The maker community is awash with new ideas. Many are based around the use of technology and bring fresh ways to provide and deliver a service. Others open up the lives of the many with ideas not thought possible before. For the bright sparks with these ideas, the challenge of getting a product design from paper to reality can be daunting. Budding entrepreneurs realize that getting to the market first is crucial, and that dictates a rapid development phase. Embedded single board computers (SBCs), such as Arduino, Raspberry Pi and BeagleBone Black, have quickly become the platform of choice for many makers. The vast majority of SBCs use Linux as the operating system of choice. However, while incorporating a lot of flexibility and features into a design, Linux does require a fair degree of familiarity when getting started, and might well deter those less confident with using an open source operating system. Arduino is perhaps an exception in that it does not use an operating system. This has, however, not in any way limited Arduino’s credibility in bringing simplicity and programming ease to the challenge of real-word interfacing in embedded designs. Hugely popular within the maker community and especially to those new to electronics, Arduino has been credited with re-kindling interest in hobbyist electronics, and in turn, being responsible for igniting the imagination behind many new product ideas.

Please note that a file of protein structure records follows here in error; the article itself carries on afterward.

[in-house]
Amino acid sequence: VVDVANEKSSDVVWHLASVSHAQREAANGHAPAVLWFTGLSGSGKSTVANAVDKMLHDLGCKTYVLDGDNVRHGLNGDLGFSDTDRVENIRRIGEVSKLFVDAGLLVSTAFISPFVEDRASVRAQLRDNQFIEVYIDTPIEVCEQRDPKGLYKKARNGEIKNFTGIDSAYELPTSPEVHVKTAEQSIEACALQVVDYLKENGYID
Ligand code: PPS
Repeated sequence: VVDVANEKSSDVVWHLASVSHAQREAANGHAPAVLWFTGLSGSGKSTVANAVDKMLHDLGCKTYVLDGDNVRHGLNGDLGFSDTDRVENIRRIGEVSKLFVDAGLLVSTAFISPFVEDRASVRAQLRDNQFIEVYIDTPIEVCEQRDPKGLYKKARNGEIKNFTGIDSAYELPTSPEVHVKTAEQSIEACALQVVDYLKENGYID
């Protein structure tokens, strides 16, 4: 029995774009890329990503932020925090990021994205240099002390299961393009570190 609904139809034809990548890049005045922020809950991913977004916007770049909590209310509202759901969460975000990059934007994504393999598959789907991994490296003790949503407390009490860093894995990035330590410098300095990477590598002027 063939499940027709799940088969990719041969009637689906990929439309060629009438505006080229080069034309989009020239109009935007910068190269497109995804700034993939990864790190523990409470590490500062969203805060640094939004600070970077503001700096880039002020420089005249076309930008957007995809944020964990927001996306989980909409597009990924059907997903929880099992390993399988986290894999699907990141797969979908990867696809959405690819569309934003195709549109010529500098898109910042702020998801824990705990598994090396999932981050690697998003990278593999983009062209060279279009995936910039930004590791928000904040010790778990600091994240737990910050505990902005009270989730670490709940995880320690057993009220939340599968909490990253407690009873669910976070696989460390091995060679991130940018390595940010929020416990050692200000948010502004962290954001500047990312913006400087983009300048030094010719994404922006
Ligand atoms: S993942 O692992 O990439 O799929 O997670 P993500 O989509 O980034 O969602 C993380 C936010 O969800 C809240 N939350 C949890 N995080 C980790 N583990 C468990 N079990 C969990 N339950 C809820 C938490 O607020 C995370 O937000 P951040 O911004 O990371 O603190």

When it comes to developing a new product, the challenge for many makers is how to prototype a product that combines the very best of what Arduino offers with the user and application familiarity of Microsoft® Windows. Offering a host of connectivity options such as SPI, I2C and UART, together with GPIO, PWM and ADC peripherals, there is no doubt that Arduino provides an extremely credible and capable way of getting a design connected to and sensing the real world. From an application development perspective, it is highly likely you are more versed with developing desktop applications using the Microsoft Visual Studio IDE with languages such as C#, Java and Python rather than Linux. Until recently there wasn’t a straightforward way to integrate the different domains of Windows Desktop and Arduino, but an SBC called LattePanda from DFRobot promises to do just that (Figure 1).
Figure 1: LattePanda from DFRobot.